It seems that Solano County wants its local governments to hold their elections in even-numbered years. Why? It could save money, says Supervisors Spering and Vasquez (Feb. 23, “Fairfield-Suisun School District to consider even-year elections”). It could also mean more voters, as records show that more people vote in even-numbered years when state and federal offices are on the ballot.
Surveys reveal that more and more people are getting weary of uninspiring or unknown candidates, ballots that are three and four pages long, and propositions that defy understanding. They are simply not voting.
Imagine what the ballot will look like if many local governments move their elections to even-numbered years. We will see candidates for state and federal elections. Then will come candidates for two or three city council seats, three or four school trustee seats, two or three county supervisors and none of these offices have the same geographic boundaries. Finally, come a handful of state propositions and local measures. Each voting precinct will likely have to deal with a half-dozen or more different ballots.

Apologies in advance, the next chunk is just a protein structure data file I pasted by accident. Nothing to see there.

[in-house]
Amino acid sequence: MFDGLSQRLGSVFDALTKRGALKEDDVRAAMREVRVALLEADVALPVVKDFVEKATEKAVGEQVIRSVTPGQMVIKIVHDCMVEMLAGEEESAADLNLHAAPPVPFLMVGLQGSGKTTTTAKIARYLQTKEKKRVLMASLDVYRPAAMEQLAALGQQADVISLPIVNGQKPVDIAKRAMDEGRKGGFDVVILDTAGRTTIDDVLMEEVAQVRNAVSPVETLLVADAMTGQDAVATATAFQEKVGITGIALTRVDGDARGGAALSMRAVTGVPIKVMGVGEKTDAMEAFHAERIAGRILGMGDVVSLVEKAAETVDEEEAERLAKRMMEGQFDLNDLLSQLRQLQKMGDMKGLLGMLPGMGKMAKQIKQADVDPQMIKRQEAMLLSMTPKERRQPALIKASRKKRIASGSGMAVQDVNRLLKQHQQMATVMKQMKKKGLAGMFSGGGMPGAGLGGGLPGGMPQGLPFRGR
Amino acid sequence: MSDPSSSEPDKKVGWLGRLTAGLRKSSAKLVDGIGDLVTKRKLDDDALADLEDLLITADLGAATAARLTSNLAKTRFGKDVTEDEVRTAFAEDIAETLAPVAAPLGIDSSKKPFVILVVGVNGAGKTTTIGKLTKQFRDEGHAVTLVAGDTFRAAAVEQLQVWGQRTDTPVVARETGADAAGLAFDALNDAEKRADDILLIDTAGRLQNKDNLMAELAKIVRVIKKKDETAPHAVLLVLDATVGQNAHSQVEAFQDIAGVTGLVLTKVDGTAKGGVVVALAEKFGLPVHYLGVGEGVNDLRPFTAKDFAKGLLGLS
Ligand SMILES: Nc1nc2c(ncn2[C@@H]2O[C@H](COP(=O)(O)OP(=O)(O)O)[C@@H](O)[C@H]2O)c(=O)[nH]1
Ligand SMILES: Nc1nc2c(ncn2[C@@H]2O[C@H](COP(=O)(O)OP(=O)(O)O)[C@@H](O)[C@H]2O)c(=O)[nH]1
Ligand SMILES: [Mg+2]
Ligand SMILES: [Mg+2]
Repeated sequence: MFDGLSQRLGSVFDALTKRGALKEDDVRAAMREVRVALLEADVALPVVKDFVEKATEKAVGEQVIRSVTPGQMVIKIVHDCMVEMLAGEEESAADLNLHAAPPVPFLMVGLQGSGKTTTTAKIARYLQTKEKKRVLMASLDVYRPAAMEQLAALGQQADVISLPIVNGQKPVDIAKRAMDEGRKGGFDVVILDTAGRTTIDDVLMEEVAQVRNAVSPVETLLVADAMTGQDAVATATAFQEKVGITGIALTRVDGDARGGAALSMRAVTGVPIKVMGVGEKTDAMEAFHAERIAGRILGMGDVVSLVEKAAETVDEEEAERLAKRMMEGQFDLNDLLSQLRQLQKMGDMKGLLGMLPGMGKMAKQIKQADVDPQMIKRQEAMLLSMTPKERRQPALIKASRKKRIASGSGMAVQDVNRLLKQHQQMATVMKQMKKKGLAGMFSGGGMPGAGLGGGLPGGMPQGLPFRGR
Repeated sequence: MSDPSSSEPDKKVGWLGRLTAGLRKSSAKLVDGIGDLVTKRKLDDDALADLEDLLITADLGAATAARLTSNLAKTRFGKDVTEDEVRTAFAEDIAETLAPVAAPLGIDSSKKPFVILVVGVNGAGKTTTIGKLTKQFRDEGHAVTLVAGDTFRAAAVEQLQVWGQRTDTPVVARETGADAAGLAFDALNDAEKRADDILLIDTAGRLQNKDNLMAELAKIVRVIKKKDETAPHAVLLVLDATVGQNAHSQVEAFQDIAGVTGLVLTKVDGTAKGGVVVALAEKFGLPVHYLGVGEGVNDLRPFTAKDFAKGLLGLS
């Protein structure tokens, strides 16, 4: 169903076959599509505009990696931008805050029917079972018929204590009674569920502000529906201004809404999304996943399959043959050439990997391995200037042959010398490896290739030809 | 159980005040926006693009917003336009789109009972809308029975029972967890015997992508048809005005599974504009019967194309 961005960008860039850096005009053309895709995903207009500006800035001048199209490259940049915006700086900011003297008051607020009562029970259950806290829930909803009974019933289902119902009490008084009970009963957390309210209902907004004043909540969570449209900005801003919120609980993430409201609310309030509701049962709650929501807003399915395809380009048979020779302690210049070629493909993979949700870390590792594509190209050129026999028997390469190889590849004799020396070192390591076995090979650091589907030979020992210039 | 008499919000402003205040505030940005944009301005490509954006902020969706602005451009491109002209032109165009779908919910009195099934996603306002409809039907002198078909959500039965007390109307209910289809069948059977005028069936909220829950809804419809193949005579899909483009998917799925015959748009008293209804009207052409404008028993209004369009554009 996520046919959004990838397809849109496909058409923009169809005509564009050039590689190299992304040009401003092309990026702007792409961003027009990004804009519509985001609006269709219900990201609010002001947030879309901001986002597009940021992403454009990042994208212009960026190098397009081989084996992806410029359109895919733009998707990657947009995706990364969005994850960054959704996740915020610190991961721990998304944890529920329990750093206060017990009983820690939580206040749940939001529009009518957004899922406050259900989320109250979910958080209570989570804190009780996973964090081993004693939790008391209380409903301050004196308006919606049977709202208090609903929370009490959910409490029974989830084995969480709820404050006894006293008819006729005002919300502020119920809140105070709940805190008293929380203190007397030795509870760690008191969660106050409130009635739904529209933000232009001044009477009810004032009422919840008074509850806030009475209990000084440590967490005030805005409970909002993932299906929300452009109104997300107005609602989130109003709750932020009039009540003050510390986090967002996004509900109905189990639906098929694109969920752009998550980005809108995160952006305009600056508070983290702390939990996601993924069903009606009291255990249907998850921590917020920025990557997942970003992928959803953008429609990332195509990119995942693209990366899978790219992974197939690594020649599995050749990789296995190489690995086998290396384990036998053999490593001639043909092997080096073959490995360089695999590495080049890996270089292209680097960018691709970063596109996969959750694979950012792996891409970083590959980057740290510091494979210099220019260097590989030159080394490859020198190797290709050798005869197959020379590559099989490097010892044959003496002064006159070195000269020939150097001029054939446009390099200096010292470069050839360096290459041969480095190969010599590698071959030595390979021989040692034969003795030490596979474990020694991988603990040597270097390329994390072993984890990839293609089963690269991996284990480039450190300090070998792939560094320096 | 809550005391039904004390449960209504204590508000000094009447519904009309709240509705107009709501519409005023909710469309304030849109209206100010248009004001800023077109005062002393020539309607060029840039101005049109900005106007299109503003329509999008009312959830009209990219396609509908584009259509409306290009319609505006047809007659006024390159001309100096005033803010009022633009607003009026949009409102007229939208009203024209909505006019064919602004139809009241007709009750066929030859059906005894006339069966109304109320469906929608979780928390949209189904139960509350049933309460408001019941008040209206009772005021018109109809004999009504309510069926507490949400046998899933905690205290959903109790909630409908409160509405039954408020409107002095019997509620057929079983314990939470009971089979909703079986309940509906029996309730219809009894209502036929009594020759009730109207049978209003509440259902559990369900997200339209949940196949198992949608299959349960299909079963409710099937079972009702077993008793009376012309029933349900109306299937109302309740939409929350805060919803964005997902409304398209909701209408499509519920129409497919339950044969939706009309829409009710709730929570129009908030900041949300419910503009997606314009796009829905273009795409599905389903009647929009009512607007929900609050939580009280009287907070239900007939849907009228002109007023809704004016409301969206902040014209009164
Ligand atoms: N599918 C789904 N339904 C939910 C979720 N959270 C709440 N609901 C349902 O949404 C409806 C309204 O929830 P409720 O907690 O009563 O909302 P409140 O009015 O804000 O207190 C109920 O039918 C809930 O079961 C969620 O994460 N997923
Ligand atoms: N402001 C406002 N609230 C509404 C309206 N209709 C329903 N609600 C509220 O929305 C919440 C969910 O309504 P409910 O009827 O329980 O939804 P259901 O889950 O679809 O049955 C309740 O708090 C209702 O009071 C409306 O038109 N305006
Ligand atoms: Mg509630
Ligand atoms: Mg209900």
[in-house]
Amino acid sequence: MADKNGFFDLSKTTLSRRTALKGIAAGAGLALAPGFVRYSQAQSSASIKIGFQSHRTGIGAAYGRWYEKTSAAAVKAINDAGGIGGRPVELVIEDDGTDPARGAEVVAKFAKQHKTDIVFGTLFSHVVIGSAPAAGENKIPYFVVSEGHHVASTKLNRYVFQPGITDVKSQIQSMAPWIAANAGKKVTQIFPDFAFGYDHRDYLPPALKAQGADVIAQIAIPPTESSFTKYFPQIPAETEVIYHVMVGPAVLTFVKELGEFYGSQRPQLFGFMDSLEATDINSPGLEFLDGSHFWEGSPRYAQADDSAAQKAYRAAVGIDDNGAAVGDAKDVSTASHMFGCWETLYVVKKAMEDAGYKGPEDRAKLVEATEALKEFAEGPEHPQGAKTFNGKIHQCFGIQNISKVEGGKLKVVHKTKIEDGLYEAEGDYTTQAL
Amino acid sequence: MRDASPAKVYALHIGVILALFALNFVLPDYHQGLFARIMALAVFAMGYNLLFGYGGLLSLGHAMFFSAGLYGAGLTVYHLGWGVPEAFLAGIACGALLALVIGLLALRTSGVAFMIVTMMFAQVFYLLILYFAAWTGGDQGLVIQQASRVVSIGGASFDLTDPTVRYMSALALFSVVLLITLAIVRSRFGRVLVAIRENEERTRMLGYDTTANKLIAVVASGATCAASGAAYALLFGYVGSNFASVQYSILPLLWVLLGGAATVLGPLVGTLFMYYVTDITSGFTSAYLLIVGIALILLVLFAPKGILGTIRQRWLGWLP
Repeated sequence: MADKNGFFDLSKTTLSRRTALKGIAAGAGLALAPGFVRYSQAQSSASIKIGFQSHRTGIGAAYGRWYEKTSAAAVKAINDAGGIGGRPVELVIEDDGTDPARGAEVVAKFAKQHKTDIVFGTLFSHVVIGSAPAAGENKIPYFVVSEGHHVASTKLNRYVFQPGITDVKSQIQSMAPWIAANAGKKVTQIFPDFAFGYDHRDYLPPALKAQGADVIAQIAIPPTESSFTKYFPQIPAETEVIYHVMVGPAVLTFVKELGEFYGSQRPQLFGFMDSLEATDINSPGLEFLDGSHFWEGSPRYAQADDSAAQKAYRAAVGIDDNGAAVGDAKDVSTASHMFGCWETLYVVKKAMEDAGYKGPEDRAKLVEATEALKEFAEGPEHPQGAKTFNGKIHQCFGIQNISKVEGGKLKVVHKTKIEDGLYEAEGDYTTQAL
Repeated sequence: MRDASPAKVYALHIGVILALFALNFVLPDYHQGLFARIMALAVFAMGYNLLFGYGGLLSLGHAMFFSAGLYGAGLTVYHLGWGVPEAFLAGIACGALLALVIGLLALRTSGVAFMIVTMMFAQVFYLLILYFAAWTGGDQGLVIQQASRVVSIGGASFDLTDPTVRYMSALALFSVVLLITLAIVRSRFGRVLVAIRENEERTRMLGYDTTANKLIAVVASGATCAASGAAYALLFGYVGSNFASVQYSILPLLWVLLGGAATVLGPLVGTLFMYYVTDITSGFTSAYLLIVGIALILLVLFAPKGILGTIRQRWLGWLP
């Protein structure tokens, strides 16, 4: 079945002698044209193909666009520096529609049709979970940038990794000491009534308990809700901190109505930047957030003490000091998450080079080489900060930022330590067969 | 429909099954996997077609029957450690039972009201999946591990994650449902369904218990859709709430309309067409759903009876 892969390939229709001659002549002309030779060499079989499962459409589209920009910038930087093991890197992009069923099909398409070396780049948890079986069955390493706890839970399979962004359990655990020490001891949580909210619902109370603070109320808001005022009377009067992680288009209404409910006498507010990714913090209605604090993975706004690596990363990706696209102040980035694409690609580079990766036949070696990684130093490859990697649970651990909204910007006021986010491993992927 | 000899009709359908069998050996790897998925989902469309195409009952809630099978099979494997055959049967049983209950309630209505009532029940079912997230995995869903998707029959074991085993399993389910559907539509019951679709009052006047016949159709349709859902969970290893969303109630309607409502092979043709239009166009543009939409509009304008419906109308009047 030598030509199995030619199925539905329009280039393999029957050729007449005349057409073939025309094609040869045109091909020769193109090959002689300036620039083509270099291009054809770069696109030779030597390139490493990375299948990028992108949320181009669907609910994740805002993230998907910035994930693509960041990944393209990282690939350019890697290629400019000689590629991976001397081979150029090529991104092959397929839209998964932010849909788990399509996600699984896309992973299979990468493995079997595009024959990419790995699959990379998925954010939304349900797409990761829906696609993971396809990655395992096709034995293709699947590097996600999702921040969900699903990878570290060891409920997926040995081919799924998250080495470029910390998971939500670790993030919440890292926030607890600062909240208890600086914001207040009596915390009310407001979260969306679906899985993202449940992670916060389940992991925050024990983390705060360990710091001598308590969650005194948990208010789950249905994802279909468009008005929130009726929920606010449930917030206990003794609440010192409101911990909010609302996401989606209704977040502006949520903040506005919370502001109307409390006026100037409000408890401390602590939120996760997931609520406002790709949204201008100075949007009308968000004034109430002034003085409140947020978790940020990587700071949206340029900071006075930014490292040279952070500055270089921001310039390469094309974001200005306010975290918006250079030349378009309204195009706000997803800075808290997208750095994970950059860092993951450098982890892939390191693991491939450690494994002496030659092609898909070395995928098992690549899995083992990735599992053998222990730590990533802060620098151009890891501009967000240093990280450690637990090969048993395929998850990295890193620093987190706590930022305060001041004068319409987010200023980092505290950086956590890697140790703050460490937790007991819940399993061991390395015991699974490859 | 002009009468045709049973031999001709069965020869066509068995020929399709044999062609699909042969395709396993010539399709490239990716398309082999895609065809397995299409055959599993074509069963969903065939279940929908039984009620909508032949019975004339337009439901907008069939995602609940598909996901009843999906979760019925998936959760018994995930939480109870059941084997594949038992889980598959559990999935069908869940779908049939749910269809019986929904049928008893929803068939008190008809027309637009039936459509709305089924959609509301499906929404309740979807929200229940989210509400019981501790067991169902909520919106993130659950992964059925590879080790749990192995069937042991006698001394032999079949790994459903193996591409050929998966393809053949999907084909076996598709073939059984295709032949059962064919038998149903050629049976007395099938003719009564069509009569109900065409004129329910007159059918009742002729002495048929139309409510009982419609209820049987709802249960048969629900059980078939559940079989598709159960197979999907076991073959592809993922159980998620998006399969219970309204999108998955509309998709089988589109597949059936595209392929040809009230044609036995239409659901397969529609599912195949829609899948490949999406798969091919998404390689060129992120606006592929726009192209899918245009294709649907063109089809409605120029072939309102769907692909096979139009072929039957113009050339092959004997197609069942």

And, heaven forbid, we have errors like the two last November, costing $20,000 to $30,000 to reprint ballots. There go the projected savings!
Just today, we got a spreadsheet tabulating costs for local governments (including school districts) under various combinations of some agencies going to even-numbered years and some not. It’s a pretty fancy piece of number-crunching. Just one problem: It’s unlikely to happen.
I think a better approach would be to hold all local elections in odd-numbered years. We would avoid the distraction of state and federal contests, and be more inclined to study local issues closely because they affect us.
So, do we just want more voters? Or do we want voters who understand what they’re doing?
Bottom line, this proposal has not been well thought out. Our local governing bodies don’t really understand the impacts. They would be wise to defer a decision until they do.